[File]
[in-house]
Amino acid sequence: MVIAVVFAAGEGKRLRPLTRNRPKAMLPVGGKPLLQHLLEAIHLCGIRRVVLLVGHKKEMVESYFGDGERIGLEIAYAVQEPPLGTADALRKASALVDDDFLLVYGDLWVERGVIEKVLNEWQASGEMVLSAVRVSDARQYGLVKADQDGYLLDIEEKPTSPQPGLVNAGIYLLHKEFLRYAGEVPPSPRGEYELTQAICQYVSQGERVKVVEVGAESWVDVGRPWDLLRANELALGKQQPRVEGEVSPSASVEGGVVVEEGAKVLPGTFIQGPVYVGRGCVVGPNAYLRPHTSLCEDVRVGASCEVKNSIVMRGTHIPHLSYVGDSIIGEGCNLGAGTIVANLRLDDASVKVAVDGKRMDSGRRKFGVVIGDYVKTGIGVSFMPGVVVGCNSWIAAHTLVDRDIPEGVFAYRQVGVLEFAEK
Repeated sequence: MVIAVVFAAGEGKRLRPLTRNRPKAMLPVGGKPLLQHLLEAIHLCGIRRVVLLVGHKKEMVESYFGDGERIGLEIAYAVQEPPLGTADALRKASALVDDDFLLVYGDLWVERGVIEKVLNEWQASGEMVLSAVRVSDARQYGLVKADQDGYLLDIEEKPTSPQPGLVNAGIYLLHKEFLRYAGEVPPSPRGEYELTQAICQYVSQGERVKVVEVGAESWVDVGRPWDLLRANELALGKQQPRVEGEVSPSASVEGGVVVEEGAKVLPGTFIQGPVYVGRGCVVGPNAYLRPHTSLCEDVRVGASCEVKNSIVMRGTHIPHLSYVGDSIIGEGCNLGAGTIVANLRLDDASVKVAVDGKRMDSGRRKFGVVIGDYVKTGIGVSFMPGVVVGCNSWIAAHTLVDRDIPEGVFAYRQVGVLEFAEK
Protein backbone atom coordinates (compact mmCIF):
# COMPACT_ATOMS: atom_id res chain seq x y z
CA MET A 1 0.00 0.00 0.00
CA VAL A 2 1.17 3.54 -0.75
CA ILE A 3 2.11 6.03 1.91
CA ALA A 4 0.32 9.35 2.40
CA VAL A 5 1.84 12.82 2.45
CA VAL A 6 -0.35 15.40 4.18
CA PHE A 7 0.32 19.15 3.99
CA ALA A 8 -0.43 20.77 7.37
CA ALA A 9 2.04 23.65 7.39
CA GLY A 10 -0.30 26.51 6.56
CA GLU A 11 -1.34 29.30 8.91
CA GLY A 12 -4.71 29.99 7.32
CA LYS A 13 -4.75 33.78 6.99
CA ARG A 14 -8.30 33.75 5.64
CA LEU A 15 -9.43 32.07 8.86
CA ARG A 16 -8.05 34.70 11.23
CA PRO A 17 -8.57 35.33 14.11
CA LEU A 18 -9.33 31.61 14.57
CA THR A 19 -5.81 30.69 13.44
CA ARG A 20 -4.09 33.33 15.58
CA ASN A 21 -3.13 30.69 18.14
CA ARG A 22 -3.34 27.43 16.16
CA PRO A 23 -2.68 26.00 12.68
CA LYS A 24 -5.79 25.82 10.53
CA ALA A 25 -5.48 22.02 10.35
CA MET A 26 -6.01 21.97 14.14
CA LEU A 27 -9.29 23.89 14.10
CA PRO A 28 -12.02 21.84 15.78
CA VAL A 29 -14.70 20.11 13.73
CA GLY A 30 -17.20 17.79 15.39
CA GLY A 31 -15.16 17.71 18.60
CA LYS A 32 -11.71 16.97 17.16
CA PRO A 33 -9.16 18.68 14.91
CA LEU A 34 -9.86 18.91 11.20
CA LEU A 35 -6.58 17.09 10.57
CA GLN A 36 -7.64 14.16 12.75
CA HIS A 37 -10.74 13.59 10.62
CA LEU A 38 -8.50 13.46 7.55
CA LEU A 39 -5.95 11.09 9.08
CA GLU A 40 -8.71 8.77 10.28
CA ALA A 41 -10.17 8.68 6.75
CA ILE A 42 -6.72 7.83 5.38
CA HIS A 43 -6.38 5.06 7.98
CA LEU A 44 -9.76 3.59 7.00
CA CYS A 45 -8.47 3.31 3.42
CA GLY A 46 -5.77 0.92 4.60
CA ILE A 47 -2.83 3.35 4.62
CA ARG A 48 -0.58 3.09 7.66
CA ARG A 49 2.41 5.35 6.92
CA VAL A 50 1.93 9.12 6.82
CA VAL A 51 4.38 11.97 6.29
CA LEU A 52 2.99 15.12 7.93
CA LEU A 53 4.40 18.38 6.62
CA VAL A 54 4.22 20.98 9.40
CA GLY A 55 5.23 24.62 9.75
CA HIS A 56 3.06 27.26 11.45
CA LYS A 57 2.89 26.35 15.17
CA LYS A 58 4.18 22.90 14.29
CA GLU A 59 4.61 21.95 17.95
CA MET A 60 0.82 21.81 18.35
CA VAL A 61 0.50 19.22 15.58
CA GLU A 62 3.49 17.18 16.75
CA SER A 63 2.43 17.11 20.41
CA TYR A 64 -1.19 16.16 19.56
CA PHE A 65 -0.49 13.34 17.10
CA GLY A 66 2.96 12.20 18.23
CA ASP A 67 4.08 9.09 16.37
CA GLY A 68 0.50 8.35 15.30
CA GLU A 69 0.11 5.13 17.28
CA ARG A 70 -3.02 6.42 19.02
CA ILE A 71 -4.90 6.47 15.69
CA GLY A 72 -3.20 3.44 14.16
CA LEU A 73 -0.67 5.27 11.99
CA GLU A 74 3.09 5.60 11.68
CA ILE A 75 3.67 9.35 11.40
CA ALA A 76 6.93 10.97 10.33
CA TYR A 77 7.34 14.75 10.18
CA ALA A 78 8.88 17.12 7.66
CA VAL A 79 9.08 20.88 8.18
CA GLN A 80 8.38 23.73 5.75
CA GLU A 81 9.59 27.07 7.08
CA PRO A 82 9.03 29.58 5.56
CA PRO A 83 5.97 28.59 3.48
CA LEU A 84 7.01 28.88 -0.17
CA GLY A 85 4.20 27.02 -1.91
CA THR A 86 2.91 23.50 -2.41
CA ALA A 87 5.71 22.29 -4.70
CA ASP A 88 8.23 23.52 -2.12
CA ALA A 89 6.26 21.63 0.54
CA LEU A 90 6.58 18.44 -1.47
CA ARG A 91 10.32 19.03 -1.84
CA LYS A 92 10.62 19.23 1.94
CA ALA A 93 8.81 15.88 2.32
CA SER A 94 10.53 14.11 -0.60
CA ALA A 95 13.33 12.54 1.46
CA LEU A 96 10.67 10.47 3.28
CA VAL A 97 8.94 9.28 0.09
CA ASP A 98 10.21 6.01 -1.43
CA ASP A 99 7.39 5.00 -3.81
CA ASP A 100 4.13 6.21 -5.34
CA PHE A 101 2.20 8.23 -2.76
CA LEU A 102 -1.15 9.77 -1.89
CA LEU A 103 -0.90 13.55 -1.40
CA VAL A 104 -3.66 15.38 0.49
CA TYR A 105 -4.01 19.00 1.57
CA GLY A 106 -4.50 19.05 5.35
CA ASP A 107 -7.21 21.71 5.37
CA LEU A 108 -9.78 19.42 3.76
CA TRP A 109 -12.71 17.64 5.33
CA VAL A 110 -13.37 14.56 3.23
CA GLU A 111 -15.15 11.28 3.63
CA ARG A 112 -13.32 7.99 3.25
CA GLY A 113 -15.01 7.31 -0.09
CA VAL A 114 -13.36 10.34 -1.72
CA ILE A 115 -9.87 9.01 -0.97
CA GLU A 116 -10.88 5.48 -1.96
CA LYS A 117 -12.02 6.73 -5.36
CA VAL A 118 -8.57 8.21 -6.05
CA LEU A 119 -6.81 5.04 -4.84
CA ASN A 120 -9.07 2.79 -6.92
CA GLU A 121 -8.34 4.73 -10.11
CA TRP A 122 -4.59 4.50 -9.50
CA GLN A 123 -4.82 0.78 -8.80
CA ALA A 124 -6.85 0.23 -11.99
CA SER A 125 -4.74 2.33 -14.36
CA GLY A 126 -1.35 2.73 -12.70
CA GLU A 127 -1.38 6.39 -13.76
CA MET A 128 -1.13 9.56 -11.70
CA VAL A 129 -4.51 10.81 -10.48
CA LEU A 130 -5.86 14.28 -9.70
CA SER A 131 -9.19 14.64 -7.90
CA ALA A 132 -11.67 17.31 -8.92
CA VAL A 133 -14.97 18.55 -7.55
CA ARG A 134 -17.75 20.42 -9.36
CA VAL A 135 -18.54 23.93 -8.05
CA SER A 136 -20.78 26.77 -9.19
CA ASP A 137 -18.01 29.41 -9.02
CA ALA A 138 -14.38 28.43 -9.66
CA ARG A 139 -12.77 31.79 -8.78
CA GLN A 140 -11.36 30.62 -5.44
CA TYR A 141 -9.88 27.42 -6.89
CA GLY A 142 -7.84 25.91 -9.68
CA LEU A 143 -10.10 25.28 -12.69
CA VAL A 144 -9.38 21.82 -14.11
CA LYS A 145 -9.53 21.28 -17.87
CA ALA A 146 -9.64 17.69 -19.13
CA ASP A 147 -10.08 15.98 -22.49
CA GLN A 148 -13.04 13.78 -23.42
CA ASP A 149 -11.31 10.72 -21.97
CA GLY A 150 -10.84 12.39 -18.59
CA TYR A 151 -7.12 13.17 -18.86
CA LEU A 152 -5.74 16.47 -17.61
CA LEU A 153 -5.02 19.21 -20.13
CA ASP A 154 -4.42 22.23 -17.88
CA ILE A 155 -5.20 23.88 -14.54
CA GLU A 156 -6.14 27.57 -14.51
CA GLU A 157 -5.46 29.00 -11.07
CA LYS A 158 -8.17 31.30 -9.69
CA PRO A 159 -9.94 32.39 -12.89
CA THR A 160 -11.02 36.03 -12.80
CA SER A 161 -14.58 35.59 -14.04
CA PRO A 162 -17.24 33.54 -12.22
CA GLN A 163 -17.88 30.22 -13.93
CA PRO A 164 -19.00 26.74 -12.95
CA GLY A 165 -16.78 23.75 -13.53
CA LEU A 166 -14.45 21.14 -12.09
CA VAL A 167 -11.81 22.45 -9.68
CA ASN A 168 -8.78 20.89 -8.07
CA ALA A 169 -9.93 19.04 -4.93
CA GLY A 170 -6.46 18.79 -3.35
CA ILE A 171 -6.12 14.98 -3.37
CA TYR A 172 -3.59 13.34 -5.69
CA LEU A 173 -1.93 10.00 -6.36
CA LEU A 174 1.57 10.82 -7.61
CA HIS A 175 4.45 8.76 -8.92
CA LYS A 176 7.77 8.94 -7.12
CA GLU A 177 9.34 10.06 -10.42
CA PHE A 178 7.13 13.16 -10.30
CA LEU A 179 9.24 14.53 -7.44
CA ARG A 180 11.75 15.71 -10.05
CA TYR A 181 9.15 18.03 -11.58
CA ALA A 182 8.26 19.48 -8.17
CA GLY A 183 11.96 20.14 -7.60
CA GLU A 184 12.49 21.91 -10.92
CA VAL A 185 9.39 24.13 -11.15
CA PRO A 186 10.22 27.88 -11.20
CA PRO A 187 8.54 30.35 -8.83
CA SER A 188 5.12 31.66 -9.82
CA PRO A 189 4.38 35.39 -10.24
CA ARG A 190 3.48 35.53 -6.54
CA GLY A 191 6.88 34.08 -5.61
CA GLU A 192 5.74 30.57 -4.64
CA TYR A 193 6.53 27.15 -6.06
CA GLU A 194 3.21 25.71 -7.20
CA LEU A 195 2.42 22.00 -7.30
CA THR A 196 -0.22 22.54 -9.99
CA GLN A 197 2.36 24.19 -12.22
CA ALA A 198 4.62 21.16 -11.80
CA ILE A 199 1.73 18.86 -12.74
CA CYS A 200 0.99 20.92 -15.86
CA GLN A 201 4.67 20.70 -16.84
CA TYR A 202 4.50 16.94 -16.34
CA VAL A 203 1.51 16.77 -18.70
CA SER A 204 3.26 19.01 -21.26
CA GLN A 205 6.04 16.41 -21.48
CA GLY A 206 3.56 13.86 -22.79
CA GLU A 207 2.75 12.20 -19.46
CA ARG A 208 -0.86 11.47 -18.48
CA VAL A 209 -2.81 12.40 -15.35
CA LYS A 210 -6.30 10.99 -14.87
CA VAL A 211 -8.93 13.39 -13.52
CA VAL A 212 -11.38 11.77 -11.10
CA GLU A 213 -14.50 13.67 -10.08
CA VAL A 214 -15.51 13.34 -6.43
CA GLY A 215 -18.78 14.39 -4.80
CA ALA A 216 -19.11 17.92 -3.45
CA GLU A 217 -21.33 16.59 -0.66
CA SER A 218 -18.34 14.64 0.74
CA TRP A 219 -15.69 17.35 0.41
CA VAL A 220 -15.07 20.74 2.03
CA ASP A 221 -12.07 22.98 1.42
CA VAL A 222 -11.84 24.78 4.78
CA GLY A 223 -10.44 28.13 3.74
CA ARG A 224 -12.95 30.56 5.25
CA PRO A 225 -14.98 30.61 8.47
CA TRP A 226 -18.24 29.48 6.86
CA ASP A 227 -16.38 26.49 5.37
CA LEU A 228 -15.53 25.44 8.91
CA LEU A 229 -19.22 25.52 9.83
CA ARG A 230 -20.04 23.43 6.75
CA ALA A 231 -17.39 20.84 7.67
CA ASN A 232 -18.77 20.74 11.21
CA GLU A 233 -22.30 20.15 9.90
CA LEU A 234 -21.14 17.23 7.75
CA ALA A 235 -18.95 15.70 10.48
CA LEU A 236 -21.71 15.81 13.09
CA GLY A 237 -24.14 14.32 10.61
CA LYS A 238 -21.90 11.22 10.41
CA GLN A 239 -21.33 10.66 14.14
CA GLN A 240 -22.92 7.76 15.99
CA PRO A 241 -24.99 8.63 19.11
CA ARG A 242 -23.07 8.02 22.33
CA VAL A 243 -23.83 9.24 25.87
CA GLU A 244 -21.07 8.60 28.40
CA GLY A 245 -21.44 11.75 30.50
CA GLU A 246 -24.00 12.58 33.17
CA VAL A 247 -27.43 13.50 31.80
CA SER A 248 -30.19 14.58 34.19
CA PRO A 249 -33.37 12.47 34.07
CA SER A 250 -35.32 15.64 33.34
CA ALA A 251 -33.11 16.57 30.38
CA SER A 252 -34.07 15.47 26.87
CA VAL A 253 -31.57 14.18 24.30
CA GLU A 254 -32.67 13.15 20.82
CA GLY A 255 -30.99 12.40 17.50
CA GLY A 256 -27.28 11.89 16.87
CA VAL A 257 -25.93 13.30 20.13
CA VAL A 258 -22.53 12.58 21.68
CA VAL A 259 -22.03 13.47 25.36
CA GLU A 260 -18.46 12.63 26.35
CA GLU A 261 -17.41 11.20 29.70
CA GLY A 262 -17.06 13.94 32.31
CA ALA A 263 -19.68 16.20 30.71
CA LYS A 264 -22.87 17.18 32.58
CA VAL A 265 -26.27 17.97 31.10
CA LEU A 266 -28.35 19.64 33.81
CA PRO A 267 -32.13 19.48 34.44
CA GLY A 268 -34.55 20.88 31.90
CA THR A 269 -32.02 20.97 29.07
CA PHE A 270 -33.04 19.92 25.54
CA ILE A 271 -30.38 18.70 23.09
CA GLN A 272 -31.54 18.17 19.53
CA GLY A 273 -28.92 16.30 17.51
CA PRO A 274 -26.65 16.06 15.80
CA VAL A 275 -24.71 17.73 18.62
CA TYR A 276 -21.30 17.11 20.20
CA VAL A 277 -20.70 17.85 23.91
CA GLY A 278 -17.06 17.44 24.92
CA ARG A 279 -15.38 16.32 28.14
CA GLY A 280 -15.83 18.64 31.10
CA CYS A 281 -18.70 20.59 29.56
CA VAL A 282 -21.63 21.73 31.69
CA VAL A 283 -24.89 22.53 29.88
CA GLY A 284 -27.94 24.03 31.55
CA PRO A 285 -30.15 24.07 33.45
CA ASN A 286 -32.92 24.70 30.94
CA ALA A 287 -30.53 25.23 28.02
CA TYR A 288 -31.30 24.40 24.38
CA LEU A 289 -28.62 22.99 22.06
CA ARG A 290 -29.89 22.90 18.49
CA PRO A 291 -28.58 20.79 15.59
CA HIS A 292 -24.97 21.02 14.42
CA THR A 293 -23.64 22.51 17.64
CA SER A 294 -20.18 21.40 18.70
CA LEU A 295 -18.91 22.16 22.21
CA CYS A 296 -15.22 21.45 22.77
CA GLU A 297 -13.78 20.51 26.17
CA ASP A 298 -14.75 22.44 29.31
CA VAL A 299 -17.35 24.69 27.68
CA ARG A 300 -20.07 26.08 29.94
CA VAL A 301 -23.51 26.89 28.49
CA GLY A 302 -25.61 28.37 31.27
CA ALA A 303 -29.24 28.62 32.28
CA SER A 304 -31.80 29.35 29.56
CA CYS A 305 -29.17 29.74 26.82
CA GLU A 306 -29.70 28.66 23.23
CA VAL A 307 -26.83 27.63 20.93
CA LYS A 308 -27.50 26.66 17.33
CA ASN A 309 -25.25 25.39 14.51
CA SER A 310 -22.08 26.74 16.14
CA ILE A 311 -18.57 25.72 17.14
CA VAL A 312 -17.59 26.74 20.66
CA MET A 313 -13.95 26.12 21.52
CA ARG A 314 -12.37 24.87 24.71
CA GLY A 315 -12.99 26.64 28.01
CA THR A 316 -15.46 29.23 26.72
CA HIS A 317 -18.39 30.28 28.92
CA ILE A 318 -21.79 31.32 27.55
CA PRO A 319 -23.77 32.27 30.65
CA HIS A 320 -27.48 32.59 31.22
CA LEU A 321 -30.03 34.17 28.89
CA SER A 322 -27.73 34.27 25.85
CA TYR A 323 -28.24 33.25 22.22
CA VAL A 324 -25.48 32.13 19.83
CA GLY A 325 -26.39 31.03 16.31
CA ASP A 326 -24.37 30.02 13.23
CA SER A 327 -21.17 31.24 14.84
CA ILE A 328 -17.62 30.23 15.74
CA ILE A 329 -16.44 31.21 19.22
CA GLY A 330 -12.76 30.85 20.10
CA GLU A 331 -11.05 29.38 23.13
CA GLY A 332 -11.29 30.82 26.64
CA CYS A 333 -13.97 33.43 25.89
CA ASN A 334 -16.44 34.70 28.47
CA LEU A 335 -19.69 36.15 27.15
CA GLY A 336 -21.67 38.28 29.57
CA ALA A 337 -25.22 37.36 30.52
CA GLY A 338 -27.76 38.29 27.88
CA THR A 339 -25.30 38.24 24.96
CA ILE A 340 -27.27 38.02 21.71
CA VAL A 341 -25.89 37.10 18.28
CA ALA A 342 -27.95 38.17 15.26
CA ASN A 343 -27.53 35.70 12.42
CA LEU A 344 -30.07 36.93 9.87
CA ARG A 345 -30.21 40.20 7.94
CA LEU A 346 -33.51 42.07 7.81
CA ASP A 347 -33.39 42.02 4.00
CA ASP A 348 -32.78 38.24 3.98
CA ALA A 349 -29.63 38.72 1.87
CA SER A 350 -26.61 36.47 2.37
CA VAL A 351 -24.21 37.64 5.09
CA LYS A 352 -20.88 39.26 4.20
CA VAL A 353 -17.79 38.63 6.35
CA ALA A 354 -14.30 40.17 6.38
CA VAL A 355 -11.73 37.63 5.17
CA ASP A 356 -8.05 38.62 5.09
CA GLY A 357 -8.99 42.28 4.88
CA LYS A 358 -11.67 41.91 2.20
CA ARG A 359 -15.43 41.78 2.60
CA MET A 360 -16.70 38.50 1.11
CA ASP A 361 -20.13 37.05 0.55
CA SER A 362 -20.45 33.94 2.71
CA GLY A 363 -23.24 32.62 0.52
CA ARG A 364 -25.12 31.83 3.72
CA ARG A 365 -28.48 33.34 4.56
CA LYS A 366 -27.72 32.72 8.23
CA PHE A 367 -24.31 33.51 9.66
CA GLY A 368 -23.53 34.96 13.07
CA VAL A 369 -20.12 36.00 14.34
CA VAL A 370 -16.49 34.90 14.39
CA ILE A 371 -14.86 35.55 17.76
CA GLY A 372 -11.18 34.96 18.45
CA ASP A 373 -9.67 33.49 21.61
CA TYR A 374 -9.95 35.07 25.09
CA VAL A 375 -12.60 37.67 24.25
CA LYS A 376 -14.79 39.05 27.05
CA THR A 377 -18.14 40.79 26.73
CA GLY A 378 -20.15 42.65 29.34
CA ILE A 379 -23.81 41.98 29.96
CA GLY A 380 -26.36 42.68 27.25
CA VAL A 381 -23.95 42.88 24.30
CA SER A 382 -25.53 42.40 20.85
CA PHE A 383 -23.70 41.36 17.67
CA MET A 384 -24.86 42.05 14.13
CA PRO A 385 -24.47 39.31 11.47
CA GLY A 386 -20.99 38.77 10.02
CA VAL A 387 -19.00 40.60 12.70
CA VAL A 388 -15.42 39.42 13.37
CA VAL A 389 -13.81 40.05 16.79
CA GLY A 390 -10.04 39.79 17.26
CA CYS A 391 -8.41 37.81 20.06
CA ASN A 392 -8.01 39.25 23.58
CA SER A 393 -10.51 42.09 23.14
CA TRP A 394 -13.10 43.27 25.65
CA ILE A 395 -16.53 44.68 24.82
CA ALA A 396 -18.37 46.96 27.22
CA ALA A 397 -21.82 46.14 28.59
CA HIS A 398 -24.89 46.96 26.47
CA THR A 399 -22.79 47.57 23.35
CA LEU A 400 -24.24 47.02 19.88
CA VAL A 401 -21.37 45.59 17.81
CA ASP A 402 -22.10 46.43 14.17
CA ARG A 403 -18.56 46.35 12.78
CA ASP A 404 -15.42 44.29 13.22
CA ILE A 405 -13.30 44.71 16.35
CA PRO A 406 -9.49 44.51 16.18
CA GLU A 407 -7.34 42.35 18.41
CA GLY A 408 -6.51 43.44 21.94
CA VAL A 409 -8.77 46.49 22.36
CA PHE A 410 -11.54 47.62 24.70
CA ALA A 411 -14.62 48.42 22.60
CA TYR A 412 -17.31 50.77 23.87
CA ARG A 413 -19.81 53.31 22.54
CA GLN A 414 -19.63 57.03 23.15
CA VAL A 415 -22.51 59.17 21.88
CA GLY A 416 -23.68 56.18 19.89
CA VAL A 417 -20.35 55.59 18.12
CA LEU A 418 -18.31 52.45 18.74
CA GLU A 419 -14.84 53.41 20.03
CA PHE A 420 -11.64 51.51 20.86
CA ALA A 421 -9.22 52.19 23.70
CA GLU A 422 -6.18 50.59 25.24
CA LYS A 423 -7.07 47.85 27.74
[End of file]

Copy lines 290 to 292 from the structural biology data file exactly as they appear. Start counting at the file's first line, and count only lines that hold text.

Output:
CA PRO A 285 -30.15 24.07 33.45
CA ASN A 286 -32.92 24.70 30.94
CA ALA A 287 -30.53 25.23 28.02